Participatory Budgeting Season Begins
The Participatory Budgeting season in NYC has officially begun. Every year, City Council Members receive several million dollars in discretionary funding from the city to use to improve their districts. Traditionally, it is up to the city council members to decide how that money is spent. Participatory Budgeting, however, allows the general public to participate in that decision-making process. In City Council Districts that participate in Participatory Budgeting, at least $1 million is set aside out of that discretionary funding and the people get to vote on how to use it. The people also get to propose the topics that everyone votes on. According to the New York City Council website:
“Participatory Budgeting is a democratic process in which community members directly decide how to spend part of a public budget. It’s grassroots democracy at its best. It helps make budget decisions clear and accessible. It gives real power to people who have never before been involved in the political process. And it results in better budget decisions - because who better knows the needs of our community than the people who live there?”
On Monday, September 25th, Councilman Donovan Richards’ Office hosted a meeting at the Far Rockaway Library to discuss this season’s Participatory Budgeting process for City Council District 31. The purpose of the meeting was to begin to gather ideas from the public for potential projects and get community members to sign up as delegates, who decide which project proposals make the ballot. Proposed project ideas for Far Rockaway included countdown clocks, street repaving, and public wifi.
To be eligible for funding through Participatory Budgeting, projects must cost more than $35,000 and less than $1,000,000 to complete. To put that in perspective, constructing a whole building from the ground up would be too expensive, fixing a pothole would be too cheap, but renovating an existing park or improving technology at a local school would most likely fall within the required range. Past projects for District 31 have included many improvements at the Far Rockaway Educational Complex, including upgrades for their computer lab, library, gym, and locker rooms. In District 31, the vast majority of projects that have been implemented via Participatory Budgeting have gone towards education and improving our public schools. Herein lies a tension within the Participatory Budgeting process in NYC. Many low-income neighborhoods, like Far Rockaway, end up voting to spend money available through Participatory Budgeting on improvements which our community desperately needs but which the city should already be funding on its own, like updating technology in public schools or fixing our roads. Conversely, many more affluent neighborhoods who are not as desperate for such basic improvements get to spend the money on creative and innovative projects like free public wifi or rooftop gardens. In City Council District 39, for example, funds were used through Participatory Budgeting for six countdown clocks at bus stops in Park Slope and Cobble Hill and an environmentally friendly green roof on the Windsor Terrace Library. District 32, which includes the west half of the Rockaway Peninsula, has gotten improvements for a dog park through Participatory Budgeting and is currently building a public performance space on Beach 94th St.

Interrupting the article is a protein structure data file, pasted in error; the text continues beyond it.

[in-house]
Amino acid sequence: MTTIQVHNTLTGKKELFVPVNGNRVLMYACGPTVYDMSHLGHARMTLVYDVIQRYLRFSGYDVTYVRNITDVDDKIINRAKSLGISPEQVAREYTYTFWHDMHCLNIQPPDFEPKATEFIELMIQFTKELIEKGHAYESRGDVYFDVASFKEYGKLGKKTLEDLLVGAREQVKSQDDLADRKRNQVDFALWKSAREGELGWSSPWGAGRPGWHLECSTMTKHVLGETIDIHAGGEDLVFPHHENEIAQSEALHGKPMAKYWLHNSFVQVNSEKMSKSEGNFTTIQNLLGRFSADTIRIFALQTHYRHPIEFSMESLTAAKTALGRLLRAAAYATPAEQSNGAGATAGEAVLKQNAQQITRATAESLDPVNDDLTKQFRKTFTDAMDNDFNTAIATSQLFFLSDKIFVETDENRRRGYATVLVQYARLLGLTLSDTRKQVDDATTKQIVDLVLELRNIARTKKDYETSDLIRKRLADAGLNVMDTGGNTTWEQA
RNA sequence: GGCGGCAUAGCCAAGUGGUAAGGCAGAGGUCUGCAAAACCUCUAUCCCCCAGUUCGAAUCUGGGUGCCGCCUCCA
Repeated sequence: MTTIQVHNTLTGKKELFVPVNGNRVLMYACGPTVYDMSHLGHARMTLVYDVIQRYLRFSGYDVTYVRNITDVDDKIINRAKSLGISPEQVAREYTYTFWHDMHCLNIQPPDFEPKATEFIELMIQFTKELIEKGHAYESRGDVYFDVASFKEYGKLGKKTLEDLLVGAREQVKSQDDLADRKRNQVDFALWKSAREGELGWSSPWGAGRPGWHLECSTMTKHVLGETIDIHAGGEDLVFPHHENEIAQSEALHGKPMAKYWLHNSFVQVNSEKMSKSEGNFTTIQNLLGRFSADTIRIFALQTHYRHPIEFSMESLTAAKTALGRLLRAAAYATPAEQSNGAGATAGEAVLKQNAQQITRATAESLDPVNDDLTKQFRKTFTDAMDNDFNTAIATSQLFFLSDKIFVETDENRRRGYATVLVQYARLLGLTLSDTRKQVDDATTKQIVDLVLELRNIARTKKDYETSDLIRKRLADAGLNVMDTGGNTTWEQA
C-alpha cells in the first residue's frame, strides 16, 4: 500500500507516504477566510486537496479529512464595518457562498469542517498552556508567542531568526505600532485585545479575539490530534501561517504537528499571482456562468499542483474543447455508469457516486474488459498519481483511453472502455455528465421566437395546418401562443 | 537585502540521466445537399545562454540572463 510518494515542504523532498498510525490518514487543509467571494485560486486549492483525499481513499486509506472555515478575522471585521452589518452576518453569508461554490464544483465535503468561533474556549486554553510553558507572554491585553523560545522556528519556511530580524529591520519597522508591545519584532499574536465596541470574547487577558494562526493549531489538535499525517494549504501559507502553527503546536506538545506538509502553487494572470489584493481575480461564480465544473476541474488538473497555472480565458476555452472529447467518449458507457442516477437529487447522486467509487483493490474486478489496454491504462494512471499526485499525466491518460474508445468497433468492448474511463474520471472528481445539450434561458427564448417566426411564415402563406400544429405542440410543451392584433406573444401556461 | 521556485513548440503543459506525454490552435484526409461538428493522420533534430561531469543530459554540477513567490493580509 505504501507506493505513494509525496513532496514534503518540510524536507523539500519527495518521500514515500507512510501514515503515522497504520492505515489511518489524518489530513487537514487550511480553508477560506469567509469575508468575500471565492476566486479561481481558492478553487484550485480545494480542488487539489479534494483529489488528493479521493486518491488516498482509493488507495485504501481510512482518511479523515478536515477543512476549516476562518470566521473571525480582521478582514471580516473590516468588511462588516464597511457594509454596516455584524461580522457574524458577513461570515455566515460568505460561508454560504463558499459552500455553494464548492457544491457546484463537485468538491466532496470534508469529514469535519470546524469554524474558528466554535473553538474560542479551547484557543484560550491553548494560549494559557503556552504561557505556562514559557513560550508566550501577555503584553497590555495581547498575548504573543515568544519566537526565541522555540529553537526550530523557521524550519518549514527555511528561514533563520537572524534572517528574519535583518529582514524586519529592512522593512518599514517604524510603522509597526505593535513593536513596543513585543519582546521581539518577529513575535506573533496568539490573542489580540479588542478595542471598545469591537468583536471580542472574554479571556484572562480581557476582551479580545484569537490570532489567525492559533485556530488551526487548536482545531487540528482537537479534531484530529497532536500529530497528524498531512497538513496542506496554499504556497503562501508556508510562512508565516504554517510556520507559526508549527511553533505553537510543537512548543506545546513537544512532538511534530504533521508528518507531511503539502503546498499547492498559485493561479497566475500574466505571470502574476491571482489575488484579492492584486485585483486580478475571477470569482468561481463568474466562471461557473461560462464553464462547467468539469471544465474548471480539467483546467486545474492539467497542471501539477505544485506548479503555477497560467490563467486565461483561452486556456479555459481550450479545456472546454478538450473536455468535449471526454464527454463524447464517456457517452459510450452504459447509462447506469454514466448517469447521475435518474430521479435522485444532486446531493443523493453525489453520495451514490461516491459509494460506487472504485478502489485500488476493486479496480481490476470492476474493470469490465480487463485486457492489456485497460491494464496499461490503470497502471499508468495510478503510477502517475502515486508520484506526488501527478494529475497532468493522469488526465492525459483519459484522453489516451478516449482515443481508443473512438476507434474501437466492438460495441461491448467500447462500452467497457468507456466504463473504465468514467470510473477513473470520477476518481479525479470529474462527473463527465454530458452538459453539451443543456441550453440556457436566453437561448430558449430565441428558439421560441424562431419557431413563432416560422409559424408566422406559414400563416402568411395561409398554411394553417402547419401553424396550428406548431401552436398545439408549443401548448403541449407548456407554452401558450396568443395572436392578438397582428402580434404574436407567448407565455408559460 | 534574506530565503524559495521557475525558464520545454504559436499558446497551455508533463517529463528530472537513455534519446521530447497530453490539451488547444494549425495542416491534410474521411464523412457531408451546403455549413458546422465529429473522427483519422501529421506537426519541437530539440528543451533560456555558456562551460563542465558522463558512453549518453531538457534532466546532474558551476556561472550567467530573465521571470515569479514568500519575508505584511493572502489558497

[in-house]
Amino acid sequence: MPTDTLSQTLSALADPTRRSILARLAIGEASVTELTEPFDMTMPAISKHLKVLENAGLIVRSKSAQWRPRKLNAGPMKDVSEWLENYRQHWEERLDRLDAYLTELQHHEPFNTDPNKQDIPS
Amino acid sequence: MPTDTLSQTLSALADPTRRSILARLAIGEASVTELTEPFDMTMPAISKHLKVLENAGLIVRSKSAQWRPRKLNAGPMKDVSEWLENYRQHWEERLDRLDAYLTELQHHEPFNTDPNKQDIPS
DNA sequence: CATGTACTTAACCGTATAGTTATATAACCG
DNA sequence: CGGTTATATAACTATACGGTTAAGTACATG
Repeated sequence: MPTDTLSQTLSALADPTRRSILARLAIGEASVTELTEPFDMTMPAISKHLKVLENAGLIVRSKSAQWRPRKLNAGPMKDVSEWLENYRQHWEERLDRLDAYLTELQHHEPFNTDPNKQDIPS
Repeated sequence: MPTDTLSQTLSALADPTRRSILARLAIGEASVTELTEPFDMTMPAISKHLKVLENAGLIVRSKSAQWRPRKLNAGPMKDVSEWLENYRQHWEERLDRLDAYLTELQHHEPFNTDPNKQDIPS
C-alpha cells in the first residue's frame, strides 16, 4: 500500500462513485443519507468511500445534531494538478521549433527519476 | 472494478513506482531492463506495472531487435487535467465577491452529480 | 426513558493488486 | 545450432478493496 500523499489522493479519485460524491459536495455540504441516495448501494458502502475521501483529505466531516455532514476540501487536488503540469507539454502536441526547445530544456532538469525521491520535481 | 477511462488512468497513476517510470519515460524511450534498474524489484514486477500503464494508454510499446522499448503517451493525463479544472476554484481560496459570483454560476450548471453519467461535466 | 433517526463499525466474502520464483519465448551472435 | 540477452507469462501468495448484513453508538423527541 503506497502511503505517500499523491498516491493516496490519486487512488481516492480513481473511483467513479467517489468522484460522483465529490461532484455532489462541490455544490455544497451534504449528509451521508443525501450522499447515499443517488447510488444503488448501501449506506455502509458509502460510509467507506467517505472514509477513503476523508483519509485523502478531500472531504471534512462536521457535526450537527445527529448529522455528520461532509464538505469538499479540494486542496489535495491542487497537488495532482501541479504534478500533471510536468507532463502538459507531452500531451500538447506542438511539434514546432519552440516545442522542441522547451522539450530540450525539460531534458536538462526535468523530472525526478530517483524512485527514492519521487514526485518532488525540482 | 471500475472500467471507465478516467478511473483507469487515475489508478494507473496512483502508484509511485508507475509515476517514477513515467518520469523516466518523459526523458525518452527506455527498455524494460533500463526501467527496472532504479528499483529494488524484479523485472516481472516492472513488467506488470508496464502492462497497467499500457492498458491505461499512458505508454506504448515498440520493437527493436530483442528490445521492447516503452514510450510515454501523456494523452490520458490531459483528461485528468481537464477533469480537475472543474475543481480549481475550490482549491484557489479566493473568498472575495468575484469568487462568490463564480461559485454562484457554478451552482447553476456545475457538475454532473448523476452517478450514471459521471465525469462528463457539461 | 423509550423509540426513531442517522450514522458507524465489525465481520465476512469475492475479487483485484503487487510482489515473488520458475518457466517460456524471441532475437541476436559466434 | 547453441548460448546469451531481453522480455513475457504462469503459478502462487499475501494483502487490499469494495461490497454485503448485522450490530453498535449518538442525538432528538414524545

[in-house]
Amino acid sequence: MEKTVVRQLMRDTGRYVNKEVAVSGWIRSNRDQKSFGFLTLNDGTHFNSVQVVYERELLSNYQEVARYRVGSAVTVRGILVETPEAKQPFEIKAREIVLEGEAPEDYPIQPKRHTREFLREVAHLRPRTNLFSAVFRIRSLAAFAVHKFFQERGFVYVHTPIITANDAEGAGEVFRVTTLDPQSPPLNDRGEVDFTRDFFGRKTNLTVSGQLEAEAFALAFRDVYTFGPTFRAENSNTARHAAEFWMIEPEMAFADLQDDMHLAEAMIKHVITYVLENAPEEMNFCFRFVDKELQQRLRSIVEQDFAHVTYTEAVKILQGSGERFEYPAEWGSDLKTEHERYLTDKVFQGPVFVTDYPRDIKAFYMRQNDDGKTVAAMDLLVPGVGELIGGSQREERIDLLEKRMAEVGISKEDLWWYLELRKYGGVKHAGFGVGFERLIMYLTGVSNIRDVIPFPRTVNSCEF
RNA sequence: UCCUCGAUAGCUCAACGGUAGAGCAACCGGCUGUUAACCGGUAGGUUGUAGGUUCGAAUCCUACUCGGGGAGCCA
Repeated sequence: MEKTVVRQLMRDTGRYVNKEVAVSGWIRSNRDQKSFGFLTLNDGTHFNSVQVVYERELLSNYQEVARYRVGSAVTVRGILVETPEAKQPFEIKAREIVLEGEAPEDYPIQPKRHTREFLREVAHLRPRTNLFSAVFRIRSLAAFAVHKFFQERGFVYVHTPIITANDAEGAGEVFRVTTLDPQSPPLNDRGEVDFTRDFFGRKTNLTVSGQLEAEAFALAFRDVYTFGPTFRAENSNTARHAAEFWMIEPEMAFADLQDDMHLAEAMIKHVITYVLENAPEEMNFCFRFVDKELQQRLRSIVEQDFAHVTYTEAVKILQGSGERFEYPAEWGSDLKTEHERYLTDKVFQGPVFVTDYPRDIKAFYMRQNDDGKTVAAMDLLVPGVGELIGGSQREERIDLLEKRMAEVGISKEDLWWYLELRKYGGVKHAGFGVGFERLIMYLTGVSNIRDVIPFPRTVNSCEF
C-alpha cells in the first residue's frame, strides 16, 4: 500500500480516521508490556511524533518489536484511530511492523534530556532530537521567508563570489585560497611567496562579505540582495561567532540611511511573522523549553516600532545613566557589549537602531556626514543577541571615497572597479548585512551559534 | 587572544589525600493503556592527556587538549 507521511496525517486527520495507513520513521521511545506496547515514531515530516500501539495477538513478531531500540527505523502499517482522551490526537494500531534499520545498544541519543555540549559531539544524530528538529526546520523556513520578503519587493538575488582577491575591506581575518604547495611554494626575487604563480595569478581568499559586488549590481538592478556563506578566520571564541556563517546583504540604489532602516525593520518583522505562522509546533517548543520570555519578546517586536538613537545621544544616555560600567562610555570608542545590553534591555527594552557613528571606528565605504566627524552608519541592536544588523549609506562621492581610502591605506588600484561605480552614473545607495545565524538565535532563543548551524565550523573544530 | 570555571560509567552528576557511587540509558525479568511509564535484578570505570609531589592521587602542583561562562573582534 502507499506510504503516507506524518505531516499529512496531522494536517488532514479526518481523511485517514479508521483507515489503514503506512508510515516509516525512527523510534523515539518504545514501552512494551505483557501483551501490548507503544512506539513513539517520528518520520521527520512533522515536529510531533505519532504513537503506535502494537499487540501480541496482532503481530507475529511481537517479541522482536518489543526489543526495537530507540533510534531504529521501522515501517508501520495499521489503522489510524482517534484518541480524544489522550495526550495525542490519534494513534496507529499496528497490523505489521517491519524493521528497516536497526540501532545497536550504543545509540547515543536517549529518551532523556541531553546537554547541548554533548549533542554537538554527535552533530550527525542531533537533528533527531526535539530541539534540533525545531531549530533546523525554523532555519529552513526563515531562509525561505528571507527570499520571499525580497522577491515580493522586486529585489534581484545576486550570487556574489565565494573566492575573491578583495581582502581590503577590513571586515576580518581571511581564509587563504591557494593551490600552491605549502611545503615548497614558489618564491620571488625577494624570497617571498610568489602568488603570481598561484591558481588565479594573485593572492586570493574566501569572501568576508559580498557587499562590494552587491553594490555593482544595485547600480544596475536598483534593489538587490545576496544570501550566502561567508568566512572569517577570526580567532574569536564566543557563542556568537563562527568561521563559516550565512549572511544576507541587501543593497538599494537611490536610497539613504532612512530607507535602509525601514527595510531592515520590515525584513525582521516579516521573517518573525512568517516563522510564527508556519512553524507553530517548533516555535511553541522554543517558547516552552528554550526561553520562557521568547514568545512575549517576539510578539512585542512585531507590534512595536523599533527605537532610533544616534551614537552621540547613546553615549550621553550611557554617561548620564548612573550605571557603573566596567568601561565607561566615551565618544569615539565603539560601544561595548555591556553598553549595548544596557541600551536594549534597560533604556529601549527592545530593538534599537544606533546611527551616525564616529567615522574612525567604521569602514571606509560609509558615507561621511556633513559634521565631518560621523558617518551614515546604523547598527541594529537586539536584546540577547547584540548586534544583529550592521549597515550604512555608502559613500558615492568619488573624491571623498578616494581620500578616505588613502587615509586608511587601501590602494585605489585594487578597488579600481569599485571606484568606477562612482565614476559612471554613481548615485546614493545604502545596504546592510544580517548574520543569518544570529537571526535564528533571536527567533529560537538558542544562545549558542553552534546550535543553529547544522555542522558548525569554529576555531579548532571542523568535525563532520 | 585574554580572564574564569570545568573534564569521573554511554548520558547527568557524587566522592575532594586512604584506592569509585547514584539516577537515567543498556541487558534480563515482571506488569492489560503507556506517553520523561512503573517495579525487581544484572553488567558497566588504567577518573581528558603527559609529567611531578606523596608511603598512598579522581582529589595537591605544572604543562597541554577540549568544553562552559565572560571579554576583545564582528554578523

This year, the age to be eligible to vote on Participatory Budgeting projects has been lowered to 10 years old, allowing youth to have a direct say in which projects are chosen. In fact, you don’t even need to be registered to vote to be able to vote for Participatory Budgeting, nor a U.S. citizen. You simply have to live in the City Council District that you are voting in. Voting on this year’s proposed projects will take place from April 7th to April 15th, 2018.
Too often, people are disconnected from politics or have no say in how their tax money gets spent in their own communities. Participatory Budgeting presents us with an incredible opportunity, but unfortunately very few people take advantage of it. At the meeting on September 25th, only 16 community members showed up. This is but another example of the rampant lack of civic engagement that has plagued the Rockaway community for decades and continues today. It's time to take how money is spent in our own backyards back into our own hands. I urge every member of the Rockaway community to get involved in this truly democratic process.